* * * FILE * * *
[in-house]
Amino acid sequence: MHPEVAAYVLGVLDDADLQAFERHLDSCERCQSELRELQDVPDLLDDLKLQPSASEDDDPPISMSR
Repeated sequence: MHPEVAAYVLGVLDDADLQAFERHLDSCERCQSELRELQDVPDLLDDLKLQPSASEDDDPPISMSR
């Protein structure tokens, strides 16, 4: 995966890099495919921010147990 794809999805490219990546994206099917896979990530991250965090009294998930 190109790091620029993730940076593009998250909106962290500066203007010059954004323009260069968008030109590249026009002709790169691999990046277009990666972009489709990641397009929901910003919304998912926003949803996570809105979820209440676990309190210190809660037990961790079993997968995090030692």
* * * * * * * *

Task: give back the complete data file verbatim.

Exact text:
[in-house]
Amino acid sequence: MHPEVAAYVLGVLDDADLQAFERHLDSCERCQSELRELQDVPDLLDDLKLQPSASEDDDPPISMSR
Repeated sequence: MHPEVAAYVLGVLDDADLQAFERHLDSCERCQSELRELQDVPDLLDDLKLQPSASEDDDPPISMSR
């Protein structure tokens, strides 16, 4: 995966890099495919921010147990 794809999805490219990546994206099917896979990530991250965090009294998930 190109790091620029993730940076593009998250909106962290500066203007010059954004323009260069968008030109590249026009002709790169691999990046277009990666972009489709990641397009929901910003919304998912926003949803996570809105979820209440676990309190210190809660037990961790079993997968995090030692």